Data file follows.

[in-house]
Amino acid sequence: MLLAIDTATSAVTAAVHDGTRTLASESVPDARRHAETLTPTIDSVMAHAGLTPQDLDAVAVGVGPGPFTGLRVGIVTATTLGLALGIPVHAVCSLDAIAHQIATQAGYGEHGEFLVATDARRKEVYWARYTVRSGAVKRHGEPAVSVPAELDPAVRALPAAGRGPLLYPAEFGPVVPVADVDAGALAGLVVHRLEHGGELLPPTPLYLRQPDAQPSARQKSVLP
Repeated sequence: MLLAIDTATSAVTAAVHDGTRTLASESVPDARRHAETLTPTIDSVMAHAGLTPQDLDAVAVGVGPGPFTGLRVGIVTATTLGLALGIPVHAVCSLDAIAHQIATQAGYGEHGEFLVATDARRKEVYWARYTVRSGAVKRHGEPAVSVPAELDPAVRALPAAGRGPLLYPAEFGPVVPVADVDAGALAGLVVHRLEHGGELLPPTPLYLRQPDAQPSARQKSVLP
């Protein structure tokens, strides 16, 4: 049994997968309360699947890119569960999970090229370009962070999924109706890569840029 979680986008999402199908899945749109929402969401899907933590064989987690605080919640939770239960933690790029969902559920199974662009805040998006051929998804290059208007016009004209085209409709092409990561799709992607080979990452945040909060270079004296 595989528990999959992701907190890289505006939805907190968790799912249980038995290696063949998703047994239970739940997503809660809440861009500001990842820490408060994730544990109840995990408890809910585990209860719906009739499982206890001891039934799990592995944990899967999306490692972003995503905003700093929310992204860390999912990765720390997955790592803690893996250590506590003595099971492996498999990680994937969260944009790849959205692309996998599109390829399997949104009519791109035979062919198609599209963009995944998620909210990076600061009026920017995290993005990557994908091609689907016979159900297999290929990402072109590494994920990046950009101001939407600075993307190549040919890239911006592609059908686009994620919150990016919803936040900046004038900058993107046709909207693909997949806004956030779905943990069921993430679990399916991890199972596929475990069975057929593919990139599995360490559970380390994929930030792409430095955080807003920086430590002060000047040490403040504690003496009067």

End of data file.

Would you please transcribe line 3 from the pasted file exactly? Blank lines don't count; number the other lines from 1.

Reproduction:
Repeated sequence: MLLAIDTATSAVTAAVHDGTRTLASESVPDARRHAETLTPTIDSVMAHAGLTPQDLDAVAVGVGPGPFTGLRVGIVTATTLGLALGIPVHAVCSLDAIAHQIATQAGYGEHGEFLVATDARRKEVYWARYTVRSGAVKRHGEPAVSVPAELDPAVRALPAAGRGPLLYPAEFGPVVPVADVDAGALAGLVVHRLEHGGELLPPTPLYLRQPDAQPSARQKSVLP